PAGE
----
India’s Quest for Green Hydrogen.

India’s northern plains are home to the most polluted cities on the planet, with 13 of them making it to the top 15 most polluted cities in the world. India’s vehicular pollution added more than 300 million tons of CO2 to the atmosphere and it is only going to increase if the country doesn’t take drastic steps towards green sources of energy like green hydrogen . The steel industry heavily relies on fossil fuel for heating iron making furnaces 50% of the heating furnaces in Indian coal industry is coal, it resulted in more than 240 tons of carbon dioxide in the last year which is 12% of India’s carbon emission. There is an industry wide consensus that the use of green hydrogen can drastically improve the efficiency and the state of carbon emissions of the steel industry.

On 15th August 2021, 75th Indian independence day, the prime minister launched the National Hydrogen Mission, aimed at making India self-sufficient in Green Hydrogen to better align the country with sustainable climate goals.The Ministry of New and Renewable Energy (MNRE) is supporting research and development of programmes that address the challenges in production and use of  Hydrogen fuel and energy, its economic viability, storage and safety. A hydrogen internal combustion engine has also been demonstrated and two hydrogen refueling stations have also been set up, one at Oil R&D facility in Faridabad and another at National Institute of Solar Energy, Gurugram. MNRE is also making it mandatory for petroleum refining companies and fertilizer manufacturing companies to use hydrogen from 2023-24 to 2030.

Hydrogen is classified into four categories based on the  methods of generation— Brown,Grey,Blue and Green. Brown hydrogen is obtained by gasification of coal, It is very high in carbon content; Grey and Blue hydrogen are obtained by steam methane reformation, these two classes are also carbon intense; Green hydrogen is manufactured by electrolysis of water, a less popular method is through biomass. When current is passed through water it breaks down into its constituents,hydrogen and oxygen, hydrogen then is captured. If the electricity used for electrolysis is from a renewable source, the resultant hydrogen is totally carbon free.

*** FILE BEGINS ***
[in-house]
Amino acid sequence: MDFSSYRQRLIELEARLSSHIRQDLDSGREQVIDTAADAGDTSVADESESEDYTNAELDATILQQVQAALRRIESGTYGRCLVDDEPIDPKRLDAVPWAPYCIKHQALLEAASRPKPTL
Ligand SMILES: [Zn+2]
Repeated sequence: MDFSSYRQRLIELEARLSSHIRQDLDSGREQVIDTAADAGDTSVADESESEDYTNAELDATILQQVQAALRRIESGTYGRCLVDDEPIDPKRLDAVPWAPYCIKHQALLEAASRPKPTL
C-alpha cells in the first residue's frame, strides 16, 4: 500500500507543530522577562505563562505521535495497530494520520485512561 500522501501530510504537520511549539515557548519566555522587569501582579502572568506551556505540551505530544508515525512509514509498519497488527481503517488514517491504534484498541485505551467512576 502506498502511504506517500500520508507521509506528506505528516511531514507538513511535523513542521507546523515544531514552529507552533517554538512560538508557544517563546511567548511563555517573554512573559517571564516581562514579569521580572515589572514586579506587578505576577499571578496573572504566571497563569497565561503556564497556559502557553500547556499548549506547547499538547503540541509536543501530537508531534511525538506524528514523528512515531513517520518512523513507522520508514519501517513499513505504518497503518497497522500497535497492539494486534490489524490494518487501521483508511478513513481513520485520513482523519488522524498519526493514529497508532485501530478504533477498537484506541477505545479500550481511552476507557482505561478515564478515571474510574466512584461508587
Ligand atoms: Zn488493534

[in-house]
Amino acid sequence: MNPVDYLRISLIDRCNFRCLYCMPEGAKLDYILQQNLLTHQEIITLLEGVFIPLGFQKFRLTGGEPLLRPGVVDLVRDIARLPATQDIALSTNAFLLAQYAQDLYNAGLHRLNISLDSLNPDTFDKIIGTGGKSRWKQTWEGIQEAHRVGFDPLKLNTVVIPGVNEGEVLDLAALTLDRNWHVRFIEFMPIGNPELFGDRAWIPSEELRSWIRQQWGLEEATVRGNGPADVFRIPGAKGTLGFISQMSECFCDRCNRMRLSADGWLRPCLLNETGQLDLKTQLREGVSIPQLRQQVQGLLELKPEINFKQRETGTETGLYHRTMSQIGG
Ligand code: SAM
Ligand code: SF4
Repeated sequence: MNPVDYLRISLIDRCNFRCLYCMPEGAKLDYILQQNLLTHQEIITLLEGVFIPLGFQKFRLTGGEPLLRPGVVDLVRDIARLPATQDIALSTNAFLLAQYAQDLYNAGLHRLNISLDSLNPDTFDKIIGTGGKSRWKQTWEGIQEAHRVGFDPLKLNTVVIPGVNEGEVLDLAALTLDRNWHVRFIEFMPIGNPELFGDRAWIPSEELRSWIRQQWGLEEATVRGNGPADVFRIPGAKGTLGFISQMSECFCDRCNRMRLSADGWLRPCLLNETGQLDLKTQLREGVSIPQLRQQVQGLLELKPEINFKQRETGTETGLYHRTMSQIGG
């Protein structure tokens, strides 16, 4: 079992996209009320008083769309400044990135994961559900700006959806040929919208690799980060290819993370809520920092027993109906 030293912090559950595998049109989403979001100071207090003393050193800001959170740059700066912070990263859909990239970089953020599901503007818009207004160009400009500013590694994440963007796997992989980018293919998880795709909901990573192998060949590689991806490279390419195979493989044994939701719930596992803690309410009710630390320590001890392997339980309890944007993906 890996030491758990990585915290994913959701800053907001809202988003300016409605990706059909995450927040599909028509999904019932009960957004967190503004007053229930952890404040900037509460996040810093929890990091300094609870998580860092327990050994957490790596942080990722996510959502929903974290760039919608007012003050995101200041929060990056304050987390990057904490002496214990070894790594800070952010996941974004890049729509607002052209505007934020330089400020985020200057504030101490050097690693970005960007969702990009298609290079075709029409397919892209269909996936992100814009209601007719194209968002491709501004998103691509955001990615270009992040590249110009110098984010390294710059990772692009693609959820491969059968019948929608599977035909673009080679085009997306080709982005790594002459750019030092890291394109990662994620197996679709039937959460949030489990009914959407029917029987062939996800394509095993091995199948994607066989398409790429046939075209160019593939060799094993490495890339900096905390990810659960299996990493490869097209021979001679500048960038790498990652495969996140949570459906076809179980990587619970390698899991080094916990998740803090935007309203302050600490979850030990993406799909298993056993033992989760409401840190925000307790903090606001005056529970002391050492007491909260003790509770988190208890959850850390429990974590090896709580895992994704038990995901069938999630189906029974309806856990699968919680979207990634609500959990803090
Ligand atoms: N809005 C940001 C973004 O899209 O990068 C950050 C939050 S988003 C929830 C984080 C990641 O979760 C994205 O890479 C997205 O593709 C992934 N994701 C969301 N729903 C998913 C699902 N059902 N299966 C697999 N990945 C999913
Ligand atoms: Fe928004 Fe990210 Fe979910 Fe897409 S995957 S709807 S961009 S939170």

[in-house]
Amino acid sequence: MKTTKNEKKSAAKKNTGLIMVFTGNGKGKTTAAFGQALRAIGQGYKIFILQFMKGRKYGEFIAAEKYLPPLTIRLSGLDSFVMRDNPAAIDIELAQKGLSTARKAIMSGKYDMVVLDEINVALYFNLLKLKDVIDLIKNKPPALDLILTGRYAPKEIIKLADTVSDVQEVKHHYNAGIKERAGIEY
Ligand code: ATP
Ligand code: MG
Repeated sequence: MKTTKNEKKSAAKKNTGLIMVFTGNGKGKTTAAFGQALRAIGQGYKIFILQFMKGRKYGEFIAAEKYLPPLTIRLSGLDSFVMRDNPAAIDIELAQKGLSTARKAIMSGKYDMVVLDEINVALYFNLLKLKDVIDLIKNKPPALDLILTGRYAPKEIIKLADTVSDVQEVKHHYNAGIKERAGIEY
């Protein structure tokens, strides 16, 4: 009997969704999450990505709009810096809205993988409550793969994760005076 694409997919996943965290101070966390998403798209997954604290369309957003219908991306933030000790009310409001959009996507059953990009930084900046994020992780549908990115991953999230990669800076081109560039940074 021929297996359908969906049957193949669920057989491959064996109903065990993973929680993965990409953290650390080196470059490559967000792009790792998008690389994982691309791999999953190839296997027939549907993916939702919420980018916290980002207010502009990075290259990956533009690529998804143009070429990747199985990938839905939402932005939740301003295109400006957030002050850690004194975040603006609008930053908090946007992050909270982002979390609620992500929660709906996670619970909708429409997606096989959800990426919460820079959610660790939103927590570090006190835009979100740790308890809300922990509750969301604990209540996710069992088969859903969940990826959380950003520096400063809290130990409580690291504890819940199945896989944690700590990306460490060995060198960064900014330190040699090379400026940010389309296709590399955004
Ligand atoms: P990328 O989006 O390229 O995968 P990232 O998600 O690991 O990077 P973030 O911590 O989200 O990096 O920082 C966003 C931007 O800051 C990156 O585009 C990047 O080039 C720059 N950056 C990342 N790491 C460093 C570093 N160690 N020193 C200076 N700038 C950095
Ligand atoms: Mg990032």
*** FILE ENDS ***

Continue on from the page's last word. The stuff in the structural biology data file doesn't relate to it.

According to TERI(The Energy and Research Institute), the demand for hydrogen stands currently at 6 million tonnes per year in 2020, the demand is expected to grow five fold by 2050 and the price of hydrogen is expected to come down by 50% by the year 2030. Multiple companies are jumping in to capitalize on the opportunity of producing greenhydrogen in India along with major private firms, PSUs like Gas Authority of India Limited(GAIL), National Thermal Power Corp. (NTPC) and Indian Oil Corporation(IOCL). The biggest business conglomerate in India, Reliance Industries has revealed its plans to invest 600 billion rupees in building a 5000 acre green farm in jamnagar Gujarat, for the production of green hydrogen, the company which was primarily involved in oil and gas business before making a foray into telecom sector and absolutely  disrupting the competition, aims to go carbon neutral by 2035.

GAIL on the other hand is on the way to establishing the biggest hydrogen plant in India, the company is currently looking for land to build a 10 megawatt plant on. NTPC similarly has finalized the Rann of Kutch as the location for its 5 megawatt plant; it is also going to launch 5 hydrogen fueled buses in Leh, Ladakh. IOCL is setting up a hydrogen plant in Mathura refinery, aiming at the production of green hydrogen with 160,000 barrels per day, the state owned oil miner is set to turn 10% of  it’s hydrogen consumption in refineries into green hydrogen. 

Indian multinational conglomerate Larsen and Toubro is investing Rs. 10-15 billion for switching to renewable energy sources which also includes setting up hydrogen manufacturing plants.

Written By:

Vivek Anand

Vivek is a writer who writes to explore. His interests include philosopy, psychology, poetry, cinema, mythology and international relations. Above all he’s interested in making sense of complex systems-how they work and influence each other. An alumnus of Calcutta University, he has a bachelor's degree in Physics.

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